Unit Protocol
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Liquidations

Liquidation process

Unit Protocol uses an efficient liquidation process for the benefit of the whole system in which every USDP is fully backed by the Collateralized Debt Position (CDP) set up by the user.
If a user's debt/collateral ratio exceeds the Liquidation Ratio (LR) for a CDP, it will be subject to liquidation. This is why it's essential that users set their collateralization ratio carefully and keep an eye on their positions to ensure they're not at risk of being liquidated.
The liquidation ratio is different for different assets based on their liquidity and market capitalization. This provides long-term stability and allows the implementation of a flexible risk approach for every asset.
Anyone can trigger liquidation by sending a trigger transaction. There are liquidation bots that consistently scan CDPs and trigger liquidations. After a CDP is triggered for liquidation, a Dutch auction starts for underlying collateral with a linear decrease in price. Liquidation fees differ for different assets in order to compensate buyers for the liquidity risks connected to a particular asset.
Within Unit Protocol every loan has to be paid in USDP.
Every participant can buy out a part of the collateral for the current price by paying off the USDP debt for the liquidated CDP. USDP debt is equal to the amount of USDP borrowed plus the liquidation fee as a % of this amount.
Once the collateral has been realised, the remainder is returned to the borrower's address. After that, the USDP debt is burned, and the liquidation fee goes straight into the governance pool address to be distributed to stakers later.
Check this section to see the case with an example of the above scenario:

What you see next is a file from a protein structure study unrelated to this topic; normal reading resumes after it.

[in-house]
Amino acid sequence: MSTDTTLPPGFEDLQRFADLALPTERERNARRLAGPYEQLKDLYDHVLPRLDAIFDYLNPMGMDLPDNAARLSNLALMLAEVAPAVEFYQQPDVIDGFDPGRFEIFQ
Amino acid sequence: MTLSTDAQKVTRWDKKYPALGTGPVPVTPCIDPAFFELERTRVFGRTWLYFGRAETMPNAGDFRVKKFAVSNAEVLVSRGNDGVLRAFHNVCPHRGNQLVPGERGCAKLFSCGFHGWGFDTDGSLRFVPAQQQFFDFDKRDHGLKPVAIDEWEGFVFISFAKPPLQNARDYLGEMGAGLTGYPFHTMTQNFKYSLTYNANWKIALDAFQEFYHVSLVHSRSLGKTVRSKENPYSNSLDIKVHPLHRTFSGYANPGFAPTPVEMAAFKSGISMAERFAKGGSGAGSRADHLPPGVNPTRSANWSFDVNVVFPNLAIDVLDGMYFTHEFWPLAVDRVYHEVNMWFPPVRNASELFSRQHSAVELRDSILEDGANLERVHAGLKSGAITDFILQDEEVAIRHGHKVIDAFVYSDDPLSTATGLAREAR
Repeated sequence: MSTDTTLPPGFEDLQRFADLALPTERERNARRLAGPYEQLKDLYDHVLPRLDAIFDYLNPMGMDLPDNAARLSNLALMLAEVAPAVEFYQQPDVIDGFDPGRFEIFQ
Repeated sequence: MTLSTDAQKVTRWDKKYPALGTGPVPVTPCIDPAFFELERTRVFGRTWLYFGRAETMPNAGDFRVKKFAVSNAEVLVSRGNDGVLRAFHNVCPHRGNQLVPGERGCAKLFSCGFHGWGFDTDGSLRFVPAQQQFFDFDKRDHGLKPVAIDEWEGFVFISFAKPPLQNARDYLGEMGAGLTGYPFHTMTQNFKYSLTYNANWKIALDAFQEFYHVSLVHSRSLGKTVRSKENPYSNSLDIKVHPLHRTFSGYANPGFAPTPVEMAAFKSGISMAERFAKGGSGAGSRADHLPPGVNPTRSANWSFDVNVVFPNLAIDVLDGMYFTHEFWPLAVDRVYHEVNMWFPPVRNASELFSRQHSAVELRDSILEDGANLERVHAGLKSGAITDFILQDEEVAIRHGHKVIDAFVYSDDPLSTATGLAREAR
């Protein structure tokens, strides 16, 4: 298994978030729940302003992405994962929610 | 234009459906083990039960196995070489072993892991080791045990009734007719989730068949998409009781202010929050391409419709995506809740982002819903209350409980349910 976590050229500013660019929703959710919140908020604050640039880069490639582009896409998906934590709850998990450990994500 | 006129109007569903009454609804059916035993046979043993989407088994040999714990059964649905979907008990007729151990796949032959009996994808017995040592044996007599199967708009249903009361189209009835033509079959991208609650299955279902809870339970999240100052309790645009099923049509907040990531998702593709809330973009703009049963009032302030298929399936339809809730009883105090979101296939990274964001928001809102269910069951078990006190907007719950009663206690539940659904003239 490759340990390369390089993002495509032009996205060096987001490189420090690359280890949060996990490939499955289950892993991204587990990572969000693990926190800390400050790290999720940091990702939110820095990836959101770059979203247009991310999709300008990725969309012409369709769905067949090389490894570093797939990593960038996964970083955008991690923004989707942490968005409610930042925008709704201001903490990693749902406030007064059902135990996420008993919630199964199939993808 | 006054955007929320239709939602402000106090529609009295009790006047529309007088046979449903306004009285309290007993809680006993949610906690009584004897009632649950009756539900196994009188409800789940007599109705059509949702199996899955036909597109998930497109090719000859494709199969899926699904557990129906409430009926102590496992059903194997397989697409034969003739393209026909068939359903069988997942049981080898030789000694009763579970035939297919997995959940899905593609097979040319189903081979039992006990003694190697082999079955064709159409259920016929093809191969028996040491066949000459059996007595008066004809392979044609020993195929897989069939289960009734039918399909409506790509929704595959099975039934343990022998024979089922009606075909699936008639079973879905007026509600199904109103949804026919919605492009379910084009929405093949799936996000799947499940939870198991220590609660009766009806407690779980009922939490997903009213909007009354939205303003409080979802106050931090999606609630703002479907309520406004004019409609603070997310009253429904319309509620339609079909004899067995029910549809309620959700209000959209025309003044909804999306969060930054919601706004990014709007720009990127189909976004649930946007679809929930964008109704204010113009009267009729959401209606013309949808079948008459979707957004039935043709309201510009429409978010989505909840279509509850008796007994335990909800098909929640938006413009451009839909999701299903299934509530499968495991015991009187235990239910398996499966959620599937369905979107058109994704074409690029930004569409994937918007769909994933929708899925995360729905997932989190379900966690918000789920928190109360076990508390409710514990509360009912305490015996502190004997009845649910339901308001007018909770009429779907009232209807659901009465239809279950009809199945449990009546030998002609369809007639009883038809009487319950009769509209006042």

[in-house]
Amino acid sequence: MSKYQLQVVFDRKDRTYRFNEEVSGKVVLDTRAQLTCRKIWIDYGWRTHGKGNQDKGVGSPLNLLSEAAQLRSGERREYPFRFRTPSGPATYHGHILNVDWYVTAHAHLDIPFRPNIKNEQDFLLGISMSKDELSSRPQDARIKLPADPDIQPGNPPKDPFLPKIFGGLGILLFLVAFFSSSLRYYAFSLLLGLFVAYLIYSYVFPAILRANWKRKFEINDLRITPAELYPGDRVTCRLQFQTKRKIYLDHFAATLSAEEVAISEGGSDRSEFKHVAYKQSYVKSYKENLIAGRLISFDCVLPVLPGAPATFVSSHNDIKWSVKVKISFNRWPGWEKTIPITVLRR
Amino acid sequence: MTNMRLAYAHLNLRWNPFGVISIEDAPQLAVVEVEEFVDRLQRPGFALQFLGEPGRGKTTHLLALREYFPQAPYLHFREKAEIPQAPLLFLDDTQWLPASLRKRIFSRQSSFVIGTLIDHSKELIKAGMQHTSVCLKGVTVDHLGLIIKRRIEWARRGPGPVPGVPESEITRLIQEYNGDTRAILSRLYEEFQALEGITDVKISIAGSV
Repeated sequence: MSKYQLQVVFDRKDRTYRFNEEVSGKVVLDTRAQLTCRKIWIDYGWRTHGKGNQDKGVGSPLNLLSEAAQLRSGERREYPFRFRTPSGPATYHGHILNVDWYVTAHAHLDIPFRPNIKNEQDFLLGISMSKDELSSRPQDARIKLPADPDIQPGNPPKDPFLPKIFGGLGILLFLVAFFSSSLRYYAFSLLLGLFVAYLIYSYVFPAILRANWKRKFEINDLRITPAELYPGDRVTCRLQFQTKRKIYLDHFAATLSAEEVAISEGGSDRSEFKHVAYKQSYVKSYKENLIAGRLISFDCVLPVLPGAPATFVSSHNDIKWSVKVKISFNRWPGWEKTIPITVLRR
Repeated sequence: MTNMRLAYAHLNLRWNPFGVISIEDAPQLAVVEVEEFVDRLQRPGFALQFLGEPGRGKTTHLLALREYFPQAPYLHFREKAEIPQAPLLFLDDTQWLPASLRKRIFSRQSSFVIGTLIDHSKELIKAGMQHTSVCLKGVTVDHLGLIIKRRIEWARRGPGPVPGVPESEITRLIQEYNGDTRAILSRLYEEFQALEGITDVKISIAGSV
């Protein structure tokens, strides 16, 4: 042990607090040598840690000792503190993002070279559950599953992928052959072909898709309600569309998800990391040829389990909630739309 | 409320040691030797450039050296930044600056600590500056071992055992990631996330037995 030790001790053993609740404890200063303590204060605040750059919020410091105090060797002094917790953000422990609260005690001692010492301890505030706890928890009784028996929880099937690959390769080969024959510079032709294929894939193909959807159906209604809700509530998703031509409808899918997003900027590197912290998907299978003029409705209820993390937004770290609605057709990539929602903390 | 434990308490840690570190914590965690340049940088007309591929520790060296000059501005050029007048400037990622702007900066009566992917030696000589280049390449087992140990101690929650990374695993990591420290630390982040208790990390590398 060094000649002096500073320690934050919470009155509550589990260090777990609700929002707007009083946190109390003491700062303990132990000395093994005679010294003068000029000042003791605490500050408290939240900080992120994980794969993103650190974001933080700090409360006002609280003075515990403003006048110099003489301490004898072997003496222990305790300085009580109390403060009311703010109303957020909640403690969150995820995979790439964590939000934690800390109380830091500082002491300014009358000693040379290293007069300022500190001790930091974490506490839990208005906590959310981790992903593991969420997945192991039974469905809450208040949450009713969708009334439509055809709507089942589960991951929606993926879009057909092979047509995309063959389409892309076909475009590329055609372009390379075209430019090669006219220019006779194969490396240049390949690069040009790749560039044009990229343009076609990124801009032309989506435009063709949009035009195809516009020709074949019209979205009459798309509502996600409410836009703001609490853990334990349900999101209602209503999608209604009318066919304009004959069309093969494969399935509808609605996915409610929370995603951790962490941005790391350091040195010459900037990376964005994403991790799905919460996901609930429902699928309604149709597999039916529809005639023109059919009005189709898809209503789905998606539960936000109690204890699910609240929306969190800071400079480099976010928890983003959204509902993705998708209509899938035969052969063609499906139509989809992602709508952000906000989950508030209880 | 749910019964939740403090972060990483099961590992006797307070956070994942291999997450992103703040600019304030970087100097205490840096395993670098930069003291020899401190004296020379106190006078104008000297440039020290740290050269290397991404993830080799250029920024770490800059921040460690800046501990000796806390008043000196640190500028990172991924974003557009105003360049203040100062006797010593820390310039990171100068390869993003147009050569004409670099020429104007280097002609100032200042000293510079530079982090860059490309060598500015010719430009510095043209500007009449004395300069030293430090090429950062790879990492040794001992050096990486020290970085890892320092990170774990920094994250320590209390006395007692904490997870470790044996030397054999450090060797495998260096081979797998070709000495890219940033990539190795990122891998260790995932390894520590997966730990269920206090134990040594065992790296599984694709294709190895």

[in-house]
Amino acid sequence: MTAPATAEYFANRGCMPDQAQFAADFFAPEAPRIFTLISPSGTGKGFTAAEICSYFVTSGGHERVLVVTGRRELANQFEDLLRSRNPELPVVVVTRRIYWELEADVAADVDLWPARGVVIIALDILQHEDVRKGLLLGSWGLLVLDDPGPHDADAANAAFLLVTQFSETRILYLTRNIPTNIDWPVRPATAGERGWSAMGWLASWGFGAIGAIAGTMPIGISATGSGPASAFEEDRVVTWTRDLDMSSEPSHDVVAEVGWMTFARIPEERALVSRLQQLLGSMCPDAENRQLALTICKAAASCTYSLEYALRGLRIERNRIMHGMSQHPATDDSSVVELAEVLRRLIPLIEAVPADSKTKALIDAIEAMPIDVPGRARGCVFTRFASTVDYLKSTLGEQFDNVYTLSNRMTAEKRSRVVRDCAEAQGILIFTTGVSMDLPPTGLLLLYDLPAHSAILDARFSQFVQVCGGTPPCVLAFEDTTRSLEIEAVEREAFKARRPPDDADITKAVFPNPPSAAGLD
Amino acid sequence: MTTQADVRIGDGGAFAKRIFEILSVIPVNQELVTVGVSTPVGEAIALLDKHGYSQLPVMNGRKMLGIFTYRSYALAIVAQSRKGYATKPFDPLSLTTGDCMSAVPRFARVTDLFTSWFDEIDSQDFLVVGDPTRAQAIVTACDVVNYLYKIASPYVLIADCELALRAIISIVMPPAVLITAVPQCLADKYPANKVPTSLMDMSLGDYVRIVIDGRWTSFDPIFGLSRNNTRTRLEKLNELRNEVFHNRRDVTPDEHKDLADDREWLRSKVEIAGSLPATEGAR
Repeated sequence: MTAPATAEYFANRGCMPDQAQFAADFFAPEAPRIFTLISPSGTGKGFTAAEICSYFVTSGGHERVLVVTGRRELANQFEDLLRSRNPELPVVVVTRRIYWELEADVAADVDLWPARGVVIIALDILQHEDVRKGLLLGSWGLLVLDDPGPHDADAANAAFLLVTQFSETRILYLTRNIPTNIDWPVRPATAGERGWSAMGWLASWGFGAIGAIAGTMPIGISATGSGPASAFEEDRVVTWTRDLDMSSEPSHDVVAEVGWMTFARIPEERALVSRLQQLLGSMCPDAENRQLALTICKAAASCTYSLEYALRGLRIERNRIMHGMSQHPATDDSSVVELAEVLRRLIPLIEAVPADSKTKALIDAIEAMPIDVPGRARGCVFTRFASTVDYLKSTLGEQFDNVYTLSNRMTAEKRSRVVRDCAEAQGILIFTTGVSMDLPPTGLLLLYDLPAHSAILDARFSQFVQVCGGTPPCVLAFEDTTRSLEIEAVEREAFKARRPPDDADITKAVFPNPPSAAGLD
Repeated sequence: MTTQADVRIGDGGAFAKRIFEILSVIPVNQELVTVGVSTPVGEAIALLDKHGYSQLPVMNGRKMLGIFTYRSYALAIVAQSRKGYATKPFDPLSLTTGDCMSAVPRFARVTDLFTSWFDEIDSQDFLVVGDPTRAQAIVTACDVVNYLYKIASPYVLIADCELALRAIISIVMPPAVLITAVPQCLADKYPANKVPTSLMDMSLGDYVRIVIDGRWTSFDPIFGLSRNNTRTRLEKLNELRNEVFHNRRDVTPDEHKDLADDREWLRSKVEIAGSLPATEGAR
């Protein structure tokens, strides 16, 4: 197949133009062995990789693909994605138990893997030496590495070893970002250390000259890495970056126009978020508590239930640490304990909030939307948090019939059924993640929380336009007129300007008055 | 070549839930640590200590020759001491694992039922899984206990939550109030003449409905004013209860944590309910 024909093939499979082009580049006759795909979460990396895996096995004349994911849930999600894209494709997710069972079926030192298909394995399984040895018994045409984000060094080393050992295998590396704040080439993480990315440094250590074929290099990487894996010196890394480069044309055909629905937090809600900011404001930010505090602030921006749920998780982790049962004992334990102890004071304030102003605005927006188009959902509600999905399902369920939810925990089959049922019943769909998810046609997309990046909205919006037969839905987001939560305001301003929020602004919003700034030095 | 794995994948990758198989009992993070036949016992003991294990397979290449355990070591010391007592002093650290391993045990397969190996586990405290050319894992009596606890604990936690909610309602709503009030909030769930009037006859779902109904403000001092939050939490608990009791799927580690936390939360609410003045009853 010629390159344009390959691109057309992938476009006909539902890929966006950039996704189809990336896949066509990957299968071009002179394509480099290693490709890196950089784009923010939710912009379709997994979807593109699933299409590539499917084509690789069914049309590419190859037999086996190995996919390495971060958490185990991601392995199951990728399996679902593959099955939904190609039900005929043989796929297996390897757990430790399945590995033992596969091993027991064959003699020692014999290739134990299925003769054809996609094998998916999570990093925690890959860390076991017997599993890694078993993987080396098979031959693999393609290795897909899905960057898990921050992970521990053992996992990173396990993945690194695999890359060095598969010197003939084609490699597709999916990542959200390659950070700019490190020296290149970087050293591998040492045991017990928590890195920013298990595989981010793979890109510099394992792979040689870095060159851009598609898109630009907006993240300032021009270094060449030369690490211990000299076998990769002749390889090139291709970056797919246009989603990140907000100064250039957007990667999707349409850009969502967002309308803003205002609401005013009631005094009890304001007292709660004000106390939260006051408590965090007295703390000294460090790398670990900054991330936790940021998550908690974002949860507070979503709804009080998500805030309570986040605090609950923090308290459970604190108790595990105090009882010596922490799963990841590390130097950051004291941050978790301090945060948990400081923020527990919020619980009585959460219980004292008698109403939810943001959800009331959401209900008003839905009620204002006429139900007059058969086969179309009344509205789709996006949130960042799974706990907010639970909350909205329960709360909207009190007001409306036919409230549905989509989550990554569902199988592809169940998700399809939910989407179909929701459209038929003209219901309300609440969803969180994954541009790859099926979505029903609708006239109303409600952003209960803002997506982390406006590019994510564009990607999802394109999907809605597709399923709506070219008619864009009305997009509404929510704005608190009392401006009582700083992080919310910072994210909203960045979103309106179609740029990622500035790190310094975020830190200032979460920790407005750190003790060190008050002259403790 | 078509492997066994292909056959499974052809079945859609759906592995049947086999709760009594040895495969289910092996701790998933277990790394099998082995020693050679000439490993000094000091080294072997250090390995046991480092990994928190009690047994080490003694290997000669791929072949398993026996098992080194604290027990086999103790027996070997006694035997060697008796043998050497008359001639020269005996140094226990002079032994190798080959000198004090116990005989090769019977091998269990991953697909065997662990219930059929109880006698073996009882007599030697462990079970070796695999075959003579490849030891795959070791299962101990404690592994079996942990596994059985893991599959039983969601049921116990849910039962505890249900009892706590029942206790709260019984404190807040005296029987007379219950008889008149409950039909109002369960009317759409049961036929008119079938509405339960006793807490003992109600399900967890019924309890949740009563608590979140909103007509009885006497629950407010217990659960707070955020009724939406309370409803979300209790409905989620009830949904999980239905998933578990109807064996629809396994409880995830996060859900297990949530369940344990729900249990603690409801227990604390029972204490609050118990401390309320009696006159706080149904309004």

What happens to my tokens if my CDP gets liquidated?

When a liquidation is triggered, the collateral deposited is sold to cover the user's debt, and the liquidation fee will be triggered.

How long does the auction last?

The duration of an auction differs depending on the network. The block time differentiates for varied blockchains.
Block time is a measure of the time it takes to generate one extra block, or data file in a blockchain network.
Let’s have a look at examples per every blockchain available within Unit Protocol: Ethereum, the average block time is 15sec. Devaluation period for the any token, but a stablecoin is 1100 blocks, for a stablecoin the value is 3 300 blocks. 15 * 1 100 = 16 500sec = 275min = 4.6h – an auction duration for any token, but a stablecion 15 * 3 300 = 49 500sec = 825min = 13.8h – for a stablecoin
The equation above tells us in what amount of time the cost of an asset (collateral) will be equal to zero in case no one buys it out before the auction ends.
Thus, bidding starts from the initial asset price and with every block the price decreases till the lowest point - zero.
The price decremental step can be different for various assets, but for the most assets it's a ~0.09% decrease per block.
BSC (Binance Smart Chain), the average block time is 5-6 seconds. Devaluation period for the token is 6 600 blocks.
5 * 6 600 = 33 000sec = 550min = 9.2h
Fantom, the block time is 1 second. Devaluation period for the token is 18 000 blocks.
1 * 18 000 = 18 000sec = 300min = 5h

Why do we need liquidations anyway?

Liquidation is necessary to ensure that USDP can maintain its price peg with the US Dollar. Key to achieving this is ensuring that USDP is backed by enough collateral value to maintain this peg. Liquidation ensures that vaults that are under collateralised are closed out.
All the collaterals locked in the system for the current moment: https://explorer.unit.xyz/
Actual positions exposed to liquidation: https://liquidation.unit.xyz/
All the liquidation events: https://t.me/unit_protocol_liquidations